Black Tern

Chlidonias niger

Black Terns breed in freshwater marshes across most of Canada, the northern United States and much of Europe and western Asia. Some scientists believe the North American subspecies (C. n. surinamensis) is a separate species. In the Americas, these birds usually spend winters in northern South America. C. n. niger breeds in Eurasia from Spain and Norway in the west, to Mongolia in the east.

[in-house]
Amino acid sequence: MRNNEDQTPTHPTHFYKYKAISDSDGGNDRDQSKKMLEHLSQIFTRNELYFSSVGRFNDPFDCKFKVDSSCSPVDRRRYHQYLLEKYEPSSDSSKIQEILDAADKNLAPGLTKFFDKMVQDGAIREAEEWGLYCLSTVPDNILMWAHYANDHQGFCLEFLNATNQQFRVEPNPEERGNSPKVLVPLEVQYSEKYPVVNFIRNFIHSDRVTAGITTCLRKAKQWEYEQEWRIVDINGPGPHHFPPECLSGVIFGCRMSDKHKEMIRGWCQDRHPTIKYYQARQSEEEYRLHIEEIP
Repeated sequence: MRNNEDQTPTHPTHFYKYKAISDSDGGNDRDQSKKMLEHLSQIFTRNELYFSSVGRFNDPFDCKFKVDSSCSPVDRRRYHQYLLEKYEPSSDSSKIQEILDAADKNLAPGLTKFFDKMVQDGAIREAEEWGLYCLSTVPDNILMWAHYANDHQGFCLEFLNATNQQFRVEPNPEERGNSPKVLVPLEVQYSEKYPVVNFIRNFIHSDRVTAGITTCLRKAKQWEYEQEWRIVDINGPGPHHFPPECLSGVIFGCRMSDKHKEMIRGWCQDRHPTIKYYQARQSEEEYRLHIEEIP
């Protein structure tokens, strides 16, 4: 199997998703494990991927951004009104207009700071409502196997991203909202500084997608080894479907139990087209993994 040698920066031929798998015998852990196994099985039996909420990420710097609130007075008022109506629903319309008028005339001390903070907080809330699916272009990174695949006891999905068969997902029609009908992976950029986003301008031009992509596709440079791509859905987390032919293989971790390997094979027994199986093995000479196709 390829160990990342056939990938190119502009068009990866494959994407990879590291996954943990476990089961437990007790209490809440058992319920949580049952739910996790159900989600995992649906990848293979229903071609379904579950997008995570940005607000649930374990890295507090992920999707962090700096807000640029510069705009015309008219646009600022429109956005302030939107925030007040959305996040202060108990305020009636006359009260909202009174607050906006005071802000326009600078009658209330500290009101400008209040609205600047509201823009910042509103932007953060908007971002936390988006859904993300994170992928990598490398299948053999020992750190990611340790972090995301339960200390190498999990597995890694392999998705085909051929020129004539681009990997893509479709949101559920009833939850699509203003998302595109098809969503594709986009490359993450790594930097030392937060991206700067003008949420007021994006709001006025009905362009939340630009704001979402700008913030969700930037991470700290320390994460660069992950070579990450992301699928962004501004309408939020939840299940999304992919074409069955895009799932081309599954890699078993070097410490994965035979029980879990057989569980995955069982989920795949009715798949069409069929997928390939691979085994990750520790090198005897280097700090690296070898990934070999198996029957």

Capturing images of Black Terns in flight is a tricky proposition. Their movements are so airy and buoyant; they easily pop out of the frame. If observation is the only goal, it is exceptionally entertaining to watch the birds forage on the wing.

Studies show that since 1966 the population of Black Terns has declined by 2% a year, reducing the overall populations by 57% between that time and 2014. Factors such as loss of habitat, (draining wetlands for agriculture) and pesticide runoff seem to be the likely causes of the decline.

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